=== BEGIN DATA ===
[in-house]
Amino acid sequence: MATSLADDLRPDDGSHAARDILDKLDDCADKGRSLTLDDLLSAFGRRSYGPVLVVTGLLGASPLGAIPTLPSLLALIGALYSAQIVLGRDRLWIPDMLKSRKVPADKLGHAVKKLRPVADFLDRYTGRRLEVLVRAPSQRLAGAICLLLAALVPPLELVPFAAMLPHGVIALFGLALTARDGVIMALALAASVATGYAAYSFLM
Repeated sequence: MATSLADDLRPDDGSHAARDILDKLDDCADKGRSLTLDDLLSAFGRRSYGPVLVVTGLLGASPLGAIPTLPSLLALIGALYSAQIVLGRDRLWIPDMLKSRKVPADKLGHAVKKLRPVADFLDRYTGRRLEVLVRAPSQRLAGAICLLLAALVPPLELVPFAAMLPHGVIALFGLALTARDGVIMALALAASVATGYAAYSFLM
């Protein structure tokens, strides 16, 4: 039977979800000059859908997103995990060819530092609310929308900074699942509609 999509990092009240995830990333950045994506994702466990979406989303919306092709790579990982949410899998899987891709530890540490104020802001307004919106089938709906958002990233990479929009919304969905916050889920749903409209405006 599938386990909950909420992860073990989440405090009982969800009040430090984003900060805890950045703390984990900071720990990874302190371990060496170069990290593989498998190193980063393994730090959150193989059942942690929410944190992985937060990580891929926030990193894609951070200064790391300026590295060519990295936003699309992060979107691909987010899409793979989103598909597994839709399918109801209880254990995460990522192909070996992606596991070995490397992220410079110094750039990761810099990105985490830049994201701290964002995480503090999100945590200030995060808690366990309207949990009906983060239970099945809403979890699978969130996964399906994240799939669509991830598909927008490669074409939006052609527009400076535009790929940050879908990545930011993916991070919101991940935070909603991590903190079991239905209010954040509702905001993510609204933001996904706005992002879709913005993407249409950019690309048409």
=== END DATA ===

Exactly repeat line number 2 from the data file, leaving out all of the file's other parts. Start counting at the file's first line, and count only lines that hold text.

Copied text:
Amino acid sequence: MATSLADDLRPDDGSHAARDILDKLDDCADKGRSLTLDDLLSAFGRRSYGPVLVVTGLLGASPLGAIPTLPSLLALIGALYSAQIVLGRDRLWIPDMLKSRKVPADKLGHAVKKLRPVADFLDRYTGRRLEVLVRAPSQRLAGAICLLLAALVPPLELVPFAAMLPHGVIALFGLALTARDGVIMALALAASVATGYAAYSFLM